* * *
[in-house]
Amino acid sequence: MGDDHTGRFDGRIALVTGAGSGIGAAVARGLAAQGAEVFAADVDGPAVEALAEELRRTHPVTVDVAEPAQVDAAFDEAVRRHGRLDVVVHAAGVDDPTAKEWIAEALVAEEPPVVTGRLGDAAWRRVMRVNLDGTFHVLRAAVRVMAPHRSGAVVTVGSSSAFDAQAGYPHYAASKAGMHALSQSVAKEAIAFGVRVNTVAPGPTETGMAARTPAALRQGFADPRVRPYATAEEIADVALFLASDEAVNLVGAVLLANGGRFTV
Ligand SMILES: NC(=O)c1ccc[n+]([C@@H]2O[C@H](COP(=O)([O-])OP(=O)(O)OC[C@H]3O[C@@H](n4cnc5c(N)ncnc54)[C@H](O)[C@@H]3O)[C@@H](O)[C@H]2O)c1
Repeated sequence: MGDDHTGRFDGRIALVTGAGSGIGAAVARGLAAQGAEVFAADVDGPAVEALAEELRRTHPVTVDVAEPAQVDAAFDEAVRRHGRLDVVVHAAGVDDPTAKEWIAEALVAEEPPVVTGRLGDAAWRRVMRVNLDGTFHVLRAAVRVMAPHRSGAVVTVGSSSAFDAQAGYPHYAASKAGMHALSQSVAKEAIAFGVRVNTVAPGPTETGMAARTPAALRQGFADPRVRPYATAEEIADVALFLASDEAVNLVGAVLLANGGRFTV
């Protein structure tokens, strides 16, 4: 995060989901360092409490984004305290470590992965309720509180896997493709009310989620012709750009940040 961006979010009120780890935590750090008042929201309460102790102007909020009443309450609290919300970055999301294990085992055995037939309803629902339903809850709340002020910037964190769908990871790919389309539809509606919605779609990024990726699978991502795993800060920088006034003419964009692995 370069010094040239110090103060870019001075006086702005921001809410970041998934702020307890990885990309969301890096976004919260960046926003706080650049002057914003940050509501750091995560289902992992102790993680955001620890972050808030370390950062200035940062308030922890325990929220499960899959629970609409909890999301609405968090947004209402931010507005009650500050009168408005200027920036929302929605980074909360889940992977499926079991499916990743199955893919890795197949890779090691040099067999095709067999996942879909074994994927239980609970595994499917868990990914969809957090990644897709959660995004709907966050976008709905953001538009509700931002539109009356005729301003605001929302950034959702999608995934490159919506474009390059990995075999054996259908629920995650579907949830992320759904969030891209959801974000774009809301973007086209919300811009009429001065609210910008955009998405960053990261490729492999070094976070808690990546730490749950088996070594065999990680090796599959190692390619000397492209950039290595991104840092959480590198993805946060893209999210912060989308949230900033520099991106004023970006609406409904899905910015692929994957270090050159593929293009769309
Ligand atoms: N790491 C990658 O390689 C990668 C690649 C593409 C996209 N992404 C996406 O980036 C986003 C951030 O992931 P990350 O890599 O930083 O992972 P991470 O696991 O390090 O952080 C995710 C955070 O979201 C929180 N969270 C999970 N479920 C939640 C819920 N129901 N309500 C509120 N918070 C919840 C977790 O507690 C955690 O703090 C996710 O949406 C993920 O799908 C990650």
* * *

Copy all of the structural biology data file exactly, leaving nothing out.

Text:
[in-house]
Amino acid sequence: MGDDHTGRFDGRIALVTGAGSGIGAAVARGLAAQGAEVFAADVDGPAVEALAEELRRTHPVTVDVAEPAQVDAAFDEAVRRHGRLDVVVHAAGVDDPTAKEWIAEALVAEEPPVVTGRLGDAAWRRVMRVNLDGTFHVLRAAVRVMAPHRSGAVVTVGSSSAFDAQAGYPHYAASKAGMHALSQSVAKEAIAFGVRVNTVAPGPTETGMAARTPAALRQGFADPRVRPYATAEEIADVALFLASDEAVNLVGAVLLANGGRFTV
Ligand SMILES: NC(=O)c1ccc[n+]([C@@H]2O[C@H](COP(=O)([O-])OP(=O)(O)OC[C@H]3O[C@@H](n4cnc5c(N)ncnc54)[C@H](O)[C@@H]3O)[C@@H](O)[C@H]2O)c1
Repeated sequence: MGDDHTGRFDGRIALVTGAGSGIGAAVARGLAAQGAEVFAADVDGPAVEALAEELRRTHPVTVDVAEPAQVDAAFDEAVRRHGRLDVVVHAAGVDDPTAKEWIAEALVAEEPPVVTGRLGDAAWRRVMRVNLDGTFHVLRAAVRVMAPHRSGAVVTVGSSSAFDAQAGYPHYAASKAGMHALSQSVAKEAIAFGVRVNTVAPGPTETGMAARTPAALRQGFADPRVRPYATAEEIADVALFLASDEAVNLVGAVLLANGGRFTV
């Protein structure tokens, strides 16, 4: 995060989901360092409490984004305290470590992965309720509180896997493709009310989620012709750009940040 961006979010009120780890935590750090008042929201309460102790102007909020009443309450609290919300970055999301294990085992055995037939309803629902339903809850709340002020910037964190769908990871790919389309539809509606919605779609990024990726699978991502795993800060920088006034003419964009692995 370069010094040239110090103060870019001075006086702005921001809410970041998934702020307890990885990309969301890096976004919260960046926003706080650049002057914003940050509501750091995560289902992992102790993680955001620890972050808030370390950062200035940062308030922890325990929220499960899959629970609409909890999301609405968090947004209402931010507005009650500050009168408005200027920036929302929605980074909360889940992977499926079991499916990743199955893919890795197949890779090691040099067999095709067999996942879909074994994927239980609970595994499917868990990914969809957090990644897709959660995004709907966050976008709905953001538009509700931002539109009356005729301003605001929302950034959702999608995934490159919506474009390059990995075999054996259908629920995650579907949830992320759904969030891209959801974000774009809301973007086209919300811009009429001065609210910008955009998405960053990261490729492999070094976070808690990546730490749950088996070594065999990680090796599959190692390619000397492209950039290595991104840092959480590198993805946060893209999210912060989308949230900033520099991106004023970006609406409904899905910015692929994957270090050159593929293009769309
Ligand atoms: N790491 C990658 O390689 C990668 C690649 C593409 C996209 N992404 C996406 O980036 C986003 C951030 O992931 P990350 O890599 O930083 O992972 P991470 O696991 O390090 O952080 C995710 C955070 O979201 C929180 N969270 C999970 N479920 C939640 C819920 N129901 N309500 C509120 N918070 C919840 C977790 O507690 C955690 O703090 C996710 O949406 C993920 O799908 C990650």